The Spectro-Photometer for the History of the Universe, Epoch of Re-ionization and Ices Explorer (SPHEREx) mission is a planned two-year mission funded at $242 million (not including launch costs) and targeted to launch in 2023.
NASA administrator Jim Bridenstine said, “I’m really excited about this new mission. Not only does it expand the United States' powerful fleet of space-based missions dedicated to uncovering the mysteries of the universe, it is a critical part of a balanced science program that includes missions of various sizes.”
SPHEREx will survey the sky in optical as well as near-infrared light which, though not visible to the human eye, serves as a powerful tool for answering cosmic questions. Astronomers will use the mission to gather data on more than 300 million galaxies, as well as more than 100 million stars in our own Milky Way.
“This amazing mission will be a treasure trove of unique data for astronomers. It will deliver an unprecedented galactic map containing ‘fingerprints’ from the first moments in the universe’s history. And we’ll have new clues to one of the greatest mysteries in science: What made the universe expand so quickly less than a nanosecond after the big bang,” Thomas Zurbuchen, associate administrator for NASA’s Science Mission Directorate, added.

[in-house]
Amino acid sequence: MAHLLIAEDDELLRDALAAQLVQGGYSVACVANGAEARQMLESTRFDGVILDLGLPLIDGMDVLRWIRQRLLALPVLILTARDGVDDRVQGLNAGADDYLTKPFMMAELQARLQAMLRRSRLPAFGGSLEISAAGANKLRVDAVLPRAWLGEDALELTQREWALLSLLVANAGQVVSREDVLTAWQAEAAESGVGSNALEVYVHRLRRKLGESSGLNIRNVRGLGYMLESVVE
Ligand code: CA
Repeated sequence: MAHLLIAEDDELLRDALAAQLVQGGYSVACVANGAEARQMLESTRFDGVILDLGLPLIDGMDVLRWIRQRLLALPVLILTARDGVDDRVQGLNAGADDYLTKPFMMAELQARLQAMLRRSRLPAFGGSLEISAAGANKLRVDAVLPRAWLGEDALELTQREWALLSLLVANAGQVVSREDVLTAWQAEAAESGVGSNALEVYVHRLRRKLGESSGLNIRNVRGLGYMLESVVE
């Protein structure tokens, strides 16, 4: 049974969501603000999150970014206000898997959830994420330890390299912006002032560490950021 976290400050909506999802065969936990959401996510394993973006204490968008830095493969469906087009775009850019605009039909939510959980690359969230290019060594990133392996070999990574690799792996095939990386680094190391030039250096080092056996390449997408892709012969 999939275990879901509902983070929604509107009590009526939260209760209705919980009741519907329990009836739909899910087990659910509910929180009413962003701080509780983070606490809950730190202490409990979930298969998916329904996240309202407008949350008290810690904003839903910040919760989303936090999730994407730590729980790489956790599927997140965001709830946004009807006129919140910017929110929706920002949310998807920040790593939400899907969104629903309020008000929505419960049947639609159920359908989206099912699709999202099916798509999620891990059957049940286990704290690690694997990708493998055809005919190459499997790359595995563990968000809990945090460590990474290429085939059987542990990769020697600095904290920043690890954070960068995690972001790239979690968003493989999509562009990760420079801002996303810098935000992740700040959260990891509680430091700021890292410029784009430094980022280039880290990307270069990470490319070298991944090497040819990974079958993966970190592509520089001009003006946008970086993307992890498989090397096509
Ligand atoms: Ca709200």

Every six months, SPHEREx will survey the entire sky using technologies adapted from Earth satellites and Mars spacecraft; the mission will create a map of the entire sky in 96 different colour bands, far exceeding the colour resolution of previous all-sky maps.
James Bock of Caltech in Pasadena, California, the mission’s principal investigator, will work in collaboration with NASA’s Jet Propulsion Laboratory (JPL) to develop the specialised mission payload. JPL will also be responsible for managing the mission.
Ball Aerospace in Broomfield, Colorado, will provide the SPHEREx spacecraft and mission integration. The Korea Astronomy & Space Science Institute in Daejeon, Republic of Korea, will contribute test equipment and science analysis.
NASA’s Explorer program, managed by the agency’s Goddard Space Flight Centre in Greenbelt, Maryland, is the agency’s oldest continuous program, designed to provide frequent, low-cost access to space using principal investigator-led space science investigations relevant to the Astrophysics and Heliophysics programs in NASA’s Science Mission Directorate.
The program has launched more than 90 missions, beginning in 1958 with Explorer 1, which discovered the Earth’s radiation belts. Another Explorer mission, the Cosmic Background Explorer, which launched in 1989, led to a Nobel Prize.
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